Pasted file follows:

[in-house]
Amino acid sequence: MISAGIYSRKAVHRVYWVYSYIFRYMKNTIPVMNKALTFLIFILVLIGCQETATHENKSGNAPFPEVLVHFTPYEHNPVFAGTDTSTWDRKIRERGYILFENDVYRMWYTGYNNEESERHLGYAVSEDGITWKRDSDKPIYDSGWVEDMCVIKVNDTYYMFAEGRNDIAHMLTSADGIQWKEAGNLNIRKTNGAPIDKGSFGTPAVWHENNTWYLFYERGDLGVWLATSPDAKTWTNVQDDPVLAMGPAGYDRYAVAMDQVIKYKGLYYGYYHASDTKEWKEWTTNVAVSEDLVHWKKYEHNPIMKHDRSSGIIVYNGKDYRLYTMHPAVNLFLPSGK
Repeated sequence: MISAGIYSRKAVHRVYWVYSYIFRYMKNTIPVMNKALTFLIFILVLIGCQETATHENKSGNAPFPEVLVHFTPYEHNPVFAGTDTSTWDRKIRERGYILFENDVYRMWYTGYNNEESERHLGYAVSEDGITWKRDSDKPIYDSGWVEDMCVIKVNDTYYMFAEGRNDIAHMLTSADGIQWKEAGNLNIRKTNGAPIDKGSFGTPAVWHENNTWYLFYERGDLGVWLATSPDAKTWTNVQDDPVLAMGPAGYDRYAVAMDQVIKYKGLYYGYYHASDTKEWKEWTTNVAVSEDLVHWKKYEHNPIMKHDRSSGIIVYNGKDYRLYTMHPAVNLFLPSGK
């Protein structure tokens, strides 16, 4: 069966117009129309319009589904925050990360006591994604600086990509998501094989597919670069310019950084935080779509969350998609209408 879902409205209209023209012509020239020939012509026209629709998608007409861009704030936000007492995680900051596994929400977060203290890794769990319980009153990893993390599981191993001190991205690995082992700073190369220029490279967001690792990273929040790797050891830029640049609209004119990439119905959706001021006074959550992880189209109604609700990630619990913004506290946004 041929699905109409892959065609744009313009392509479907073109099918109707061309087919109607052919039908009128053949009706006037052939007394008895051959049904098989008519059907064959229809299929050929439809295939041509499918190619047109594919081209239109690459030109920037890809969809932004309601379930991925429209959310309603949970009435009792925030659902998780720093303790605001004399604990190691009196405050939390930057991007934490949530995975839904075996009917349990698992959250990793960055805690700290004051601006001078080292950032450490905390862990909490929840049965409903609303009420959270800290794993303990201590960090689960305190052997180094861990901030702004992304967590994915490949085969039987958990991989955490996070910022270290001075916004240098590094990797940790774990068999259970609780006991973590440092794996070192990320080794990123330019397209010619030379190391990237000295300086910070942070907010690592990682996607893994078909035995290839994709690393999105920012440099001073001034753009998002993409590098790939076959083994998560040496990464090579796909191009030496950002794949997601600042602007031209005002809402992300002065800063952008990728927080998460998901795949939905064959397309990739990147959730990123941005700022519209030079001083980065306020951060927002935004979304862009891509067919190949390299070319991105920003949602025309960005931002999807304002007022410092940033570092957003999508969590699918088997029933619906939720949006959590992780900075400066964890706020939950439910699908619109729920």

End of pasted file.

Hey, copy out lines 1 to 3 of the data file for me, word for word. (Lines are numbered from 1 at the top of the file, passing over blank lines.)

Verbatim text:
[in-house]
Amino acid sequence: MISAGIYSRKAVHRVYWVYSYIFRYMKNTIPVMNKALTFLIFILVLIGCQETATHENKSGNAPFPEVLVHFTPYEHNPVFAGTDTSTWDRKIRERGYILFENDVYRMWYTGYNNEESERHLGYAVSEDGITWKRDSDKPIYDSGWVEDMCVIKVNDTYYMFAEGRNDIAHMLTSADGIQWKEAGNLNIRKTNGAPIDKGSFGTPAVWHENNTWYLFYERGDLGVWLATSPDAKTWTNVQDDPVLAMGPAGYDRYAVAMDQVIKYKGLYYGYYHASDTKEWKEWTTNVAVSEDLVHWKKYEHNPIMKHDRSSGIIVYNGKDYRLYTMHPAVNLFLPSGK
Repeated sequence: MISAGIYSRKAVHRVYWVYSYIFRYMKNTIPVMNKALTFLIFILVLIGCQETATHENKSGNAPFPEVLVHFTPYEHNPVFAGTDTSTWDRKIRERGYILFENDVYRMWYTGYNNEESERHLGYAVSEDGITWKRDSDKPIYDSGWVEDMCVIKVNDTYYMFAEGRNDIAHMLTSADGIQWKEAGNLNIRKTNGAPIDKGSFGTPAVWHENNTWYLFYERGDLGVWLATSPDAKTWTNVQDDPVLAMGPAGYDRYAVAMDQVIKYKGLYYGYYHASDTKEWKEWTTNVAVSEDLVHWKKYEHNPIMKHDRSSGIIVYNGKDYRLYTMHPAVNLFLPSGK